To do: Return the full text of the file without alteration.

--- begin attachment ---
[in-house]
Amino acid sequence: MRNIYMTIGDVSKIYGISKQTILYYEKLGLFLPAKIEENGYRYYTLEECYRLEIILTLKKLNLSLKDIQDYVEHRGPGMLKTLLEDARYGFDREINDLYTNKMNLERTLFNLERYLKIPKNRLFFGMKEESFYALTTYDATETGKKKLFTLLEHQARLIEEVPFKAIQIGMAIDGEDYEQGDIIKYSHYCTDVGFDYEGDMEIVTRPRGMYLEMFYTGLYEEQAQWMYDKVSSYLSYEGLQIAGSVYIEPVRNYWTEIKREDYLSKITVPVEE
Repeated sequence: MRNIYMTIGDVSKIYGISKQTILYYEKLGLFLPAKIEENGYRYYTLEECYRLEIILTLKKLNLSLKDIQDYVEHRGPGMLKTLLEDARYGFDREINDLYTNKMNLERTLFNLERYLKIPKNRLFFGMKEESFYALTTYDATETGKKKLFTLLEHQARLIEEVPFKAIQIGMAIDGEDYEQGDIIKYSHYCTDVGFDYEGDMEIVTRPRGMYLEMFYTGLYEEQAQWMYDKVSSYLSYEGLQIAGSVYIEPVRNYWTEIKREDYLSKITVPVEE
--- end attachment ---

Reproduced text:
[in-house]
Amino acid sequence: MRNIYMTIGDVSKIYGISKQTILYYEKLGLFLPAKIEENGYRYYTLEECYRLEIILTLKKLNLSLKDIQDYVEHRGPGMLKTLLEDARYGFDREINDLYTNKMNLERTLFNLERYLKIPKNRLFFGMKEESFYALTTYDATETGKKKLFTLLEHQARLIEEVPFKAIQIGMAIDGEDYEQGDIIKYSHYCTDVGFDYEGDMEIVTRPRGMYLEMFYTGLYEEQAQWMYDKVSSYLSYEGLQIAGSVYIEPVRNYWTEIKREDYLSKITVPVEE
Repeated sequence: MRNIYMTIGDVSKIYGISKQTILYYEKLGLFLPAKIEENGYRYYTLEECYRLEIILTLKKLNLSLKDIQDYVEHRGPGMLKTLLEDARYGFDREINDLYTNKMNLERTLFNLERYLKIPKNRLFFGMKEESFYALTTYDATETGKKKLFTLLEHQARLIEEVPFKAIQIGMAIDGEDYEQGDIIKYSHYCTDVGFDYEGDMEIVTRPRGMYLEMFYTGLYEEQAQWMYDKVSSYLSYEGLQIAGSVYIEPVRNYWTEIKREDYLSKITVPVEE